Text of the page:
I am a purposely slow reader. I savor words and phrases as a gourmet savors flavors. I always have a pad of sticky flags at hand when I’m reading a novel or memoir so I can mark words and phrases I admire. Some books may sport only a few; others resemble a hairbrush. When I read an innovative description, I savor its richness, reading it aloud to practice the sound and feel of it, letting it sink deeply into my mind. I imagine, for example, Charles Frazier sitting in a trance at his keyboard, raptly engrossed in a scene he envisions for Cold Mountain. I see him reaching for scrap paper to doodle some thoughts before he finds the phrase that evokes a smile and nod of satisfaction: “the air … so damp it caused fresh sheets to sour under him and tiny black mushrooms to grow overnight from the limp pages of the book on his bedside table.” Wow! The pure genius of that dismal description gives me goose bumps!

After I finish the book, I head for my computer and type the flagged passages into a Word document. I review that file now and then for inspiration.
Turning to the second prong, awareness of surroundings, when something captures my attention, I often ponder ways to describe it. What is unique about its color, texture, shape? What does it remind me of? What metaphors or similes might work? I scramble up the side of my perceptual rut and stretch toward new ideas, relying on the tool I just mentioned — thinking about how other authors come up with phrases I admire.

Deliberation, the third prong, comes into play while editing. I challenge every sentence, seeking fresh ways of stating the ordinary and artful ways of arranging words. To borrow an example from Jennifer Stewart’s rollicking Writing Tips newsletter, our prehistoric ancestors might have bred by engaging in “Paleolithic passion.” Free association and visualization are the bedrock of this process.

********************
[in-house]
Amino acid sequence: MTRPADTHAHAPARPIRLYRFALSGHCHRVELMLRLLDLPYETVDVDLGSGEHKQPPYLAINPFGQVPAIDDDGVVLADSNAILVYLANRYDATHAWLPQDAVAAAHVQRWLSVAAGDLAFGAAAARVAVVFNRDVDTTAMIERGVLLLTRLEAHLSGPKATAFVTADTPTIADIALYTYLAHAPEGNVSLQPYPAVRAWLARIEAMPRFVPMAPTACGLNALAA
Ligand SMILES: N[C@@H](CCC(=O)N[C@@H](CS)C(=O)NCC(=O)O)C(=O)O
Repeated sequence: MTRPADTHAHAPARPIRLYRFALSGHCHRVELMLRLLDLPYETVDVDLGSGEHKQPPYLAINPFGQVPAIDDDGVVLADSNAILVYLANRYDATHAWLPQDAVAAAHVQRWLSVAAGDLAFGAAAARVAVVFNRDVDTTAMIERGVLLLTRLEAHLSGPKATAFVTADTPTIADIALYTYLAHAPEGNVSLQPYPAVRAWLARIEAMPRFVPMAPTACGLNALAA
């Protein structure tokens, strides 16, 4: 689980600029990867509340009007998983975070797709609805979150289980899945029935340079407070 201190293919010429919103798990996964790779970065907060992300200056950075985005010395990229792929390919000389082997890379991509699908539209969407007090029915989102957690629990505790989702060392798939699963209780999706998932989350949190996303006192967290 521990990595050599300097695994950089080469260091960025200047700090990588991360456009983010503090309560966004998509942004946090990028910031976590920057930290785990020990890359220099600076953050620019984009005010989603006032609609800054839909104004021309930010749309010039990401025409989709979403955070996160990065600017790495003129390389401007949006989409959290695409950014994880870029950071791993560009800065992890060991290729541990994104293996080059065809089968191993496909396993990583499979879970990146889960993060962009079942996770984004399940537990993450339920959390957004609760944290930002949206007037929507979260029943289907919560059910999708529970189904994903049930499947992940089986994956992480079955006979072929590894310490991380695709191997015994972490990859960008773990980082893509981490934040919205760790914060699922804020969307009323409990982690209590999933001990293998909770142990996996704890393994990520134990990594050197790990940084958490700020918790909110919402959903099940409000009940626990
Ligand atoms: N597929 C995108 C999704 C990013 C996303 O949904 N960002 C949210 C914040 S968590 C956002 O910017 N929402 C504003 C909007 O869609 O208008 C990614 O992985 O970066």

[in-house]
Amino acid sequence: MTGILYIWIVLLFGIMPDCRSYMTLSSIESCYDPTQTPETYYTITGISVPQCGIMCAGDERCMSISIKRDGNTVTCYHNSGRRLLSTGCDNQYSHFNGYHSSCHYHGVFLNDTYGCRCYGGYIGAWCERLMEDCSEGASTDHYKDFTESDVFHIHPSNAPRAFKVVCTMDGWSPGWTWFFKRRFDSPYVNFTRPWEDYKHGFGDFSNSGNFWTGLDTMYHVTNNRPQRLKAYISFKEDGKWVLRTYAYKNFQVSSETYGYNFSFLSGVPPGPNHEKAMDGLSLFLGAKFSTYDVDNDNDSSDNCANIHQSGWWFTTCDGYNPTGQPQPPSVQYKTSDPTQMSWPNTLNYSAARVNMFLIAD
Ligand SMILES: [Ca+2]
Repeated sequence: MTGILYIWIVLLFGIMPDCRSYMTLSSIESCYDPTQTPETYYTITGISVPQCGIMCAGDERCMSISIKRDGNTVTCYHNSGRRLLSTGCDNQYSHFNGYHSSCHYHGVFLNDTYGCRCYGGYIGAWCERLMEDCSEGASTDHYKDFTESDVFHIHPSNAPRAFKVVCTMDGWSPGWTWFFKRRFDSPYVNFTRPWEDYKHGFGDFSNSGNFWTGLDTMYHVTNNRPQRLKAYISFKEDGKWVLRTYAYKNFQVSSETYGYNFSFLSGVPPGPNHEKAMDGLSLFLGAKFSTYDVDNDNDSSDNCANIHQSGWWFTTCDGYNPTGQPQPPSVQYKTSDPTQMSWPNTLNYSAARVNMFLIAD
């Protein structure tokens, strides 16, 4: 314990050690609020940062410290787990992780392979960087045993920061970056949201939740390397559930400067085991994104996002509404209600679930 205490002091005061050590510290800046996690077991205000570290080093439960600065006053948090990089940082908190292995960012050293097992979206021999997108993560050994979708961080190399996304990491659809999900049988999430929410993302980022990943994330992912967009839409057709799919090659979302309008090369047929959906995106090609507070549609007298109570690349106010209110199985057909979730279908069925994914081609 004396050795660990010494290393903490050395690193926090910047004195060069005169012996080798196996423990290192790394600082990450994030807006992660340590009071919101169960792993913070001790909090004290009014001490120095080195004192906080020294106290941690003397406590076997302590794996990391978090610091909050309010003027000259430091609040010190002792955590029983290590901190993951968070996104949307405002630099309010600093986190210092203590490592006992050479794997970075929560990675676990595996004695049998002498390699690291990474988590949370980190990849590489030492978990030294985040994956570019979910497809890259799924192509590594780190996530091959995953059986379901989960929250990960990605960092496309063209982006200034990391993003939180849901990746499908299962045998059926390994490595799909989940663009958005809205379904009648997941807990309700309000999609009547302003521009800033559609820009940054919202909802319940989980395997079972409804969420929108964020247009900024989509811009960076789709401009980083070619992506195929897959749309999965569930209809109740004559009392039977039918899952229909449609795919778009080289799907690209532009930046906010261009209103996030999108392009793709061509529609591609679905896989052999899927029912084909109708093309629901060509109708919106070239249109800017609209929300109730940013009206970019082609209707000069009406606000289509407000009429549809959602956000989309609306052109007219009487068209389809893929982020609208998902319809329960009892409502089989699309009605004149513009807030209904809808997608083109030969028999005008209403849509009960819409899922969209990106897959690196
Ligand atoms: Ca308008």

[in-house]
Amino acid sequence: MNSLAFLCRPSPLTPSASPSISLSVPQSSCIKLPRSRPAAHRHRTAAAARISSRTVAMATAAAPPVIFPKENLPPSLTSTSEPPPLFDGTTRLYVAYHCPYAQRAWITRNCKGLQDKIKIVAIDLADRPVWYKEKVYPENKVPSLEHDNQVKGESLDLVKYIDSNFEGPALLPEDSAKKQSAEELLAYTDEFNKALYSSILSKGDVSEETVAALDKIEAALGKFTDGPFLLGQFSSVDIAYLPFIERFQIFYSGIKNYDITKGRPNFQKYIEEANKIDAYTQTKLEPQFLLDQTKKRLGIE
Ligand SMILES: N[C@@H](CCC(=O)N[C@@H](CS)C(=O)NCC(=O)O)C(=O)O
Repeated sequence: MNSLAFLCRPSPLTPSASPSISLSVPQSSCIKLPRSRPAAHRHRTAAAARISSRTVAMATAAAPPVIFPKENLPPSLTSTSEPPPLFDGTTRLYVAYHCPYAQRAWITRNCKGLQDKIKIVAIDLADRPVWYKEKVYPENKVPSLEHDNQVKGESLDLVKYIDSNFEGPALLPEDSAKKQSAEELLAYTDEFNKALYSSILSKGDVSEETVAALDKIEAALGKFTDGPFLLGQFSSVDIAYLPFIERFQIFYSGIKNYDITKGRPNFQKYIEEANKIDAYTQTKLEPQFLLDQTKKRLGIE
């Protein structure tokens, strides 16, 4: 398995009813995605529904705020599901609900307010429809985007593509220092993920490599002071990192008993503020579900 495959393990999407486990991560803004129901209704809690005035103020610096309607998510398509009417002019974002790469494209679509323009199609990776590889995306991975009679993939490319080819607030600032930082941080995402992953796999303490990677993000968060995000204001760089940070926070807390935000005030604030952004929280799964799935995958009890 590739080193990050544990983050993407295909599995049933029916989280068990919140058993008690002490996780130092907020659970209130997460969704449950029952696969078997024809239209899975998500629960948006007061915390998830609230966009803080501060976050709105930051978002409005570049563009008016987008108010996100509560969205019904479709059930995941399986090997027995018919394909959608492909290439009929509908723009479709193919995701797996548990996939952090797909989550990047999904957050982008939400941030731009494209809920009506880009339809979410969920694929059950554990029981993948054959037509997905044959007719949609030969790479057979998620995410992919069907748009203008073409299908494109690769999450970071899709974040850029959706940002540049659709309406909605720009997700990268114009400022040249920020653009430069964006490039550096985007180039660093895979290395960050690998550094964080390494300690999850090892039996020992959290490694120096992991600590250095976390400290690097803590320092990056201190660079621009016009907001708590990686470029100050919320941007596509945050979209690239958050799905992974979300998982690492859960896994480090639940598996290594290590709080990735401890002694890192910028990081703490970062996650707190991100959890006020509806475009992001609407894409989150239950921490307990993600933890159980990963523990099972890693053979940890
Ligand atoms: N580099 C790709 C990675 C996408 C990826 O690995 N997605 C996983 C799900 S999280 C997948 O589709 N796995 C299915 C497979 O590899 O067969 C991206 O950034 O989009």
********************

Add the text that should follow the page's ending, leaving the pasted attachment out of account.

This is art, and it has a musical component. Students of writing and literature hear a lot about a writer’s voice. We each develop our own, as unique and personal as our speaking voice. I may admire Rosamund Pilcher from daybreak to dusk, but my writing will never sound like hers. It won’t sound like Sue Grafton’s either, and certainly not like Steven King’s or William Zinsser’s. My writing will sound like Sharon Lippincott’s, as it should. My challenge is to continually strive to stay on pitch and in rhythm to keep my writing as crisp and clear as it can be.

Write now: scan the room around you and find one specific item that catches your eye, then write about it. Describe it in an unusual way and strive to involve two or three senses. Find other things to describe until you’ve covered all your senses at least a couple of times in several variations.

This post is excerpted from The Heart and Craft of Writing Compelling Description, Sharon Lippincott, 2013

Photo credit: Rochelle

Sharon Lippincott is an evangelist for lifestory writing and memoir and the author of four books. Her most recent, The Heart and Craft of Lifestory Writing Compelling Description, helps writers transform tales from blah to brilliant.  She teaches writing courses online and in Carnegie Mellon and University of Pittsburgh Osher programs and cohosts the Life Writers’ Forum YahooGroup. She is founder of the Pittsburgh area WE WRITE! Creative Writing University and serves on the NAMW advisory board. She has been blogging at http://heartandcraft.blogspot.com since 2007.